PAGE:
The Zuma Problem

18 December 2007

The Zuma Problem

By Gwynne Dyer

“The (African National Congress) should not choose someone of whom most of us would be ashamed,” said Archbishop Desmond Tutu, who has a fair claim to being South Africa’s living conscience. But on Tuesday the ANC did choose Jacob Zuma as the new party leader, giving him an almost unbeatable advantage in the race to become the country’s next president.

The party conference was a raucous affair, with Zuma’s supporters heckling and booing President Thabo Mbeki. The law only allows Mbeki two terms in the presidency, and he wanted to hold on to the ANC leadership as a way of exerting influence over the choice of the next president after he steps down in 2009. But “most of us”, or at least most of the 4,000 ANC delegates, were not al all ashamed of choosing Zuma, who won the leadership with a 60 percent majority.

Not only that, but Zuma’s supporters made a clean sweep of all five other senior positions in the ANC leadership. Unless he dies or is convicted of some crime between now and 2009, he will be the ANC’s candidate for the presidency — and since the ANC still wins national elections almost automatically, he is very likely to be President Zuma eighteen months from now. How bad would that be?

Thabo Mbeki thinks it would be very bad. In his speech to the conference he referred repeatedly to “ethical leadership,” which was code for “not Jacob Zuma.” The two men were once close political allies despite the huge contrast between their backgrounds: Mbeki the austere intellectual with a master’s degree in economics, Zuma the charismatic demagogue with no formal education. But when Zuma was charged with corruption two years ago Mbeki dismissed him as deputy president.

The corruption charges were dismissed when a court ruled that documents seized during a raid by the National Prosecuting Authority on Zuma’s office and home could not be used against him because the search warrant was defective. He also escaped conviction in a rape case brought against him by the daughter of an old ANC comrade-in-arms who had been staying in his home. And he began his campaign for the leadership of the ANC, the surest route to the presidency itself.

He has won precisely because of what Mbeki sees as his flaws. The rank-and-file membership of the ANC (and many other South Africans, especially among the poor black majority) have grown weary of Mbeki’s distant, almost other-worldly style of leadership, whereas Zuma sings and dances and wears traditional costumes and is definitely one of the boys.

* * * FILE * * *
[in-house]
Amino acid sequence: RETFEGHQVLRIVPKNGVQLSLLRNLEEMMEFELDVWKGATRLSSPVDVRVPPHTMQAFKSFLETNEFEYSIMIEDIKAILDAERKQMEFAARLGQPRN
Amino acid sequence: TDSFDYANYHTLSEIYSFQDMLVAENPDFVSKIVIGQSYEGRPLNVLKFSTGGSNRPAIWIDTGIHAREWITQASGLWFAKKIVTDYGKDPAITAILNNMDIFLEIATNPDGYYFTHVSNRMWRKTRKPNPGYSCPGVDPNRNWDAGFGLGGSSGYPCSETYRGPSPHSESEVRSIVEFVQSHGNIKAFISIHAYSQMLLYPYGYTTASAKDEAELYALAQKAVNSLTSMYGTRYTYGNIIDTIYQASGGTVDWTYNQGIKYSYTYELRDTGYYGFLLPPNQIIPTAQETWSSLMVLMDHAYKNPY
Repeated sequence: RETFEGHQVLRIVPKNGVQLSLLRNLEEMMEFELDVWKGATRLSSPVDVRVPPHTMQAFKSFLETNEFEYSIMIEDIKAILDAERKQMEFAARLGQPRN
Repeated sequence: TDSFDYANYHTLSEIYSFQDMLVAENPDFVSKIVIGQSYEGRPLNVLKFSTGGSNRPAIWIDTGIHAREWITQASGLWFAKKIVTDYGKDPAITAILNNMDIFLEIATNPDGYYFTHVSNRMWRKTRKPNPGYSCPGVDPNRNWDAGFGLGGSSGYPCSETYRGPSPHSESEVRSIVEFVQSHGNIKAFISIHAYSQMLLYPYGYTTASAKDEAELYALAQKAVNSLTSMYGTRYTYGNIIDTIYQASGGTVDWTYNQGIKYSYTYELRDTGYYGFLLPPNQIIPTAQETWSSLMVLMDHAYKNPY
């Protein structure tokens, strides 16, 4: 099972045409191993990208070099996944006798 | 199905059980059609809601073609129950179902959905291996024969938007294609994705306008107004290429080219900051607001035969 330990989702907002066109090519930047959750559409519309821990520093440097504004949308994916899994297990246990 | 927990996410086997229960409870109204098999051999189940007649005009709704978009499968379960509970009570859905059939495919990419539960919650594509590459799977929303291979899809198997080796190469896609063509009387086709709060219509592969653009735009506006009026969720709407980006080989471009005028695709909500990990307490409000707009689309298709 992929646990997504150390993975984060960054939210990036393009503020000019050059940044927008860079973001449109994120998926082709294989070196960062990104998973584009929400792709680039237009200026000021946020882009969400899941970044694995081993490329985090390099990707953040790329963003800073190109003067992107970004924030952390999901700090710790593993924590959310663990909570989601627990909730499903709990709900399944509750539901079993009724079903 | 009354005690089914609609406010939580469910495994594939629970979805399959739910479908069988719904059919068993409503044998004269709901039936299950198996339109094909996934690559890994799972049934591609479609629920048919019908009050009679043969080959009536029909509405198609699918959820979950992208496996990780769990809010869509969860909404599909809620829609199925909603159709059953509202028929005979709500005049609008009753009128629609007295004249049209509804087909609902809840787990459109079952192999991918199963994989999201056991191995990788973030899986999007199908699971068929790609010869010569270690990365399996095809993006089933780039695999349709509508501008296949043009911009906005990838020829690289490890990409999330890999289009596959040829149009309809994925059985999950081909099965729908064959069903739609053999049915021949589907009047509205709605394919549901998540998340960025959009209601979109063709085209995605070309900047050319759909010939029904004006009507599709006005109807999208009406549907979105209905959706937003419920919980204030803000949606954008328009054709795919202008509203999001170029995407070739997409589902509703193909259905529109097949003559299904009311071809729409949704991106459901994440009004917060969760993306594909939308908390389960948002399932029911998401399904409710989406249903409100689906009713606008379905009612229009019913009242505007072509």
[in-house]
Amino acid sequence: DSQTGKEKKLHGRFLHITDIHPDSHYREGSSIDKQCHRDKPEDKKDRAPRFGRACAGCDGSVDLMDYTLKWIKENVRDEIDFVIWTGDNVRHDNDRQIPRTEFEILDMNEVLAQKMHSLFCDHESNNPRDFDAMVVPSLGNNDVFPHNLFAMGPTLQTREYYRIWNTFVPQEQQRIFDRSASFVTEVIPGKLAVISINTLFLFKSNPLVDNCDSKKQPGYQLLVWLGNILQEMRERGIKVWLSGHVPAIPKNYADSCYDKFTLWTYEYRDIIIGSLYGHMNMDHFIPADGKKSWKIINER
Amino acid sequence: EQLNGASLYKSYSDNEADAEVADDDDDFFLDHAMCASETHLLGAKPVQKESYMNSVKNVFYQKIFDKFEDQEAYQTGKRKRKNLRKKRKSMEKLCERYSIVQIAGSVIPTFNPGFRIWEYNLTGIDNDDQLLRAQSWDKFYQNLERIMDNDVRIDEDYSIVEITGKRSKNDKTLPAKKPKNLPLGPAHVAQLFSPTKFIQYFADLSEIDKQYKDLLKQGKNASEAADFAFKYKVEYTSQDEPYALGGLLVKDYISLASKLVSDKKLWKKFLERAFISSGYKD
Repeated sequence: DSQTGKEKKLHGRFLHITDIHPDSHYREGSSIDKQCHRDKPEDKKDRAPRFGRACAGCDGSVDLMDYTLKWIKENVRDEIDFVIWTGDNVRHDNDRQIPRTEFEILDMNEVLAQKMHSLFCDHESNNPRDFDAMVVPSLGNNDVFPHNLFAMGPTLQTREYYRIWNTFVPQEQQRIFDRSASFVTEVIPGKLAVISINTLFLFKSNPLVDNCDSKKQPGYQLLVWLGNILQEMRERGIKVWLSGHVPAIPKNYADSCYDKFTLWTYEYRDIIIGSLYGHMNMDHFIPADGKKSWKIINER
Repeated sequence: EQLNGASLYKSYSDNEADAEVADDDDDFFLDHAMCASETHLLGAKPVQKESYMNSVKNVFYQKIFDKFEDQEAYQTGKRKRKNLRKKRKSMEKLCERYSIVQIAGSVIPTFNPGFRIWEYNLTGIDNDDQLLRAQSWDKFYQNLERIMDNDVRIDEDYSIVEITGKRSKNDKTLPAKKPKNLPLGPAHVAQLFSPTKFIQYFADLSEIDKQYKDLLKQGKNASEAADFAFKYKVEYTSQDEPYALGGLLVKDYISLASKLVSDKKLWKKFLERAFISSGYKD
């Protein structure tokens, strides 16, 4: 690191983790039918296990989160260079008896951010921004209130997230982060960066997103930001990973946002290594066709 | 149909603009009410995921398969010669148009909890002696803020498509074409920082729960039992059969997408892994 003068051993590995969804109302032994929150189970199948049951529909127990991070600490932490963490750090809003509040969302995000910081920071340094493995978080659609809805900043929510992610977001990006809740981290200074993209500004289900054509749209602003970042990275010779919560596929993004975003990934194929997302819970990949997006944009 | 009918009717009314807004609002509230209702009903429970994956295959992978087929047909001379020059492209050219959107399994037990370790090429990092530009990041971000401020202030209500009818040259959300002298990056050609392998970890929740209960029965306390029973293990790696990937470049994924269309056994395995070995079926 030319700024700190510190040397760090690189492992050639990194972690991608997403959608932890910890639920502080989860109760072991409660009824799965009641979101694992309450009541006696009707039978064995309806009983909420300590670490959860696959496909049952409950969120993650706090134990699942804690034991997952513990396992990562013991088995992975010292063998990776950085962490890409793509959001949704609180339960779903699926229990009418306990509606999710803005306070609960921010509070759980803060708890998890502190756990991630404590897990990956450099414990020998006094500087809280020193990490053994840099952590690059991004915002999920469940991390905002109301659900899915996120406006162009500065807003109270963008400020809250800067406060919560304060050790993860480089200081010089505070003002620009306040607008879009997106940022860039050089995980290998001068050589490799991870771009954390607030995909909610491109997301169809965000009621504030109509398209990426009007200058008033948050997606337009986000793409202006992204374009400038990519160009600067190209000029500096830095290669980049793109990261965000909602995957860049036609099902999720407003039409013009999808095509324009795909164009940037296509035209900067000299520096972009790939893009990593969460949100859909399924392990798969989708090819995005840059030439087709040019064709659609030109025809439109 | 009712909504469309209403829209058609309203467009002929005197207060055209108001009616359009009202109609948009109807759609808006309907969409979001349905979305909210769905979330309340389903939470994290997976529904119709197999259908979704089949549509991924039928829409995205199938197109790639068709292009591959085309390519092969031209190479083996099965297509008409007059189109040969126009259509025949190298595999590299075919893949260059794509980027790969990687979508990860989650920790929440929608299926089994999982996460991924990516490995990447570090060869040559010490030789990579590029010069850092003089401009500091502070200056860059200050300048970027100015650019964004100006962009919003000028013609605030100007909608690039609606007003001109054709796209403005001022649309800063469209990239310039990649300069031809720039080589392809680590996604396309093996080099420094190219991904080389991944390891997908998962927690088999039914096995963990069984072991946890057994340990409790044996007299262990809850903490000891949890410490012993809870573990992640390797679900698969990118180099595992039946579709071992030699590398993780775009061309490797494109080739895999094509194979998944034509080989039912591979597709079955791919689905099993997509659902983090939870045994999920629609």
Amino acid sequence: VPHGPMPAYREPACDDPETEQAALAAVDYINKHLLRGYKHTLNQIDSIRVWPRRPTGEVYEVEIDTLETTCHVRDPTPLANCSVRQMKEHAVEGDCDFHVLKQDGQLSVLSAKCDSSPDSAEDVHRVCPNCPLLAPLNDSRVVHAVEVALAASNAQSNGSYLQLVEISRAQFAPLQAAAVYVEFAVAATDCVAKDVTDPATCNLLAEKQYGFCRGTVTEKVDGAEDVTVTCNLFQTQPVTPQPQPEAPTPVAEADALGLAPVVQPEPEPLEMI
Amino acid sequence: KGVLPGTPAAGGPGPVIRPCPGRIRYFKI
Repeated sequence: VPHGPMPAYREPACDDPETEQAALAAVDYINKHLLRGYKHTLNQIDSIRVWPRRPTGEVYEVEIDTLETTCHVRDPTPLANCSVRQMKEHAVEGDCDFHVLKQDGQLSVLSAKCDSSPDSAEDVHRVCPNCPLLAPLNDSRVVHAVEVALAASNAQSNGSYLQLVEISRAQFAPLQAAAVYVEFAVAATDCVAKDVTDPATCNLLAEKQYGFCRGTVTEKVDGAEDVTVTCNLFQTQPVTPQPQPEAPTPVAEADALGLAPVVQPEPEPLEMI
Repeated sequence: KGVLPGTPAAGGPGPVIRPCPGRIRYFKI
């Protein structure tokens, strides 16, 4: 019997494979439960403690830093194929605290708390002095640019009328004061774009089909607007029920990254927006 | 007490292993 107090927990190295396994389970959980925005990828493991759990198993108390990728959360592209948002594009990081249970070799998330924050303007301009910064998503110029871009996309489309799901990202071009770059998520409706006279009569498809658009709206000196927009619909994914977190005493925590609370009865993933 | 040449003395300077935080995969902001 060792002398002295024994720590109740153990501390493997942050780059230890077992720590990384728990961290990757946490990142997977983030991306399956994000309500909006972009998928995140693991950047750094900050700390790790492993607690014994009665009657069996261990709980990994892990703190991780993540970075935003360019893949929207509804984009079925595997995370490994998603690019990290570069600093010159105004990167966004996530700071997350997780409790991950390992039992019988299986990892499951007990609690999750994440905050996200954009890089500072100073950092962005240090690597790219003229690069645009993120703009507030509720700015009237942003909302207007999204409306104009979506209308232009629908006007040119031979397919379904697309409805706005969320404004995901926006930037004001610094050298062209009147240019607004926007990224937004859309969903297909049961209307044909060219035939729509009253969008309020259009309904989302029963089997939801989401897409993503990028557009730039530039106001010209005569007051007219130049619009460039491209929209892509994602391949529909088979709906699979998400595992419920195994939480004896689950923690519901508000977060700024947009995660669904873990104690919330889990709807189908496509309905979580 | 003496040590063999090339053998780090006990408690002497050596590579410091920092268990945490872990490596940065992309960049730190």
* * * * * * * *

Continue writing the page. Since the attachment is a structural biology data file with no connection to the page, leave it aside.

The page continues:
They are also sick of an economy that grows at five percent, but does not seem to spread the prosperity beyond the new black middle class to the deprived millions who still live in squalor. They take Zuma’s warm, affable personality as evidence that he cares more about the poor. And they think that backing Zuma, whatever his faults, is the best way of ensuring that Mbeki really does leave power.

On the other hand, what Mbeki, the South African middle class of all colours, and foreign investors all see in Zuma is a classic African “big man”-style leader in the making. He is not a monster, but he has little respect for the law. His populist instincts would sabotage South Africa’s economic growth, and his dependence on better-educated advisers and old cronies would open the door to massive corruption.

It is not just white South Africans who fear that the miracle of the past fifteen years is very vulnerable, and that the nation could all too easily go the way of so many other African countries if the wrong people get into power. For Mbeki, for Tutu, and one suspects even for Nelson Mandela (who chose Mbeki as his successor, after all), Zuma is the man who could wreck the dream. This may be unfair to Zuma, but he will almost certainly become president in eighteen months’ time unless the law or mortality intervenes.

The law is starting to intervene again. The Supreme Court has just declared the documents seized from Zuma admissible in court, and prosecutors have submitted an affidavit alleging that Zuma received 4 million rand (about $550,000) from a French arms company while he was deputy president. His former financial adviser is already serving a 15-year prison sentence for soliciting a bribe from that company in exchange for Zuma’s support, and if he cannot get those documents ruled out of court again he is in big trouble.

Mortality is an imponderable, of course, and Zuma is only 65. But it was striking that at his rape trial he freely admitted that he had unprotected sex with his accuser, whom he knew to be HIV-positive. He said he took a shower afterwards to avoid infection, which suggests that he is either very stupid — or that he has nothing more to fear from HIV-positive partners.

Odds are that nothing will go wrong, however. Zuma will probably become the president of South Africa in 2009, and then we will see if the fears about him are justified or not. But here’s one positive aspect of the situation: last Tuesday was the first time in 58 years that the ANC has chosen its leader by an open vote.


To shorten to 725 words, omit paragraphs 7 and 10. (“They arealso…power”; and “Mortality…partners”)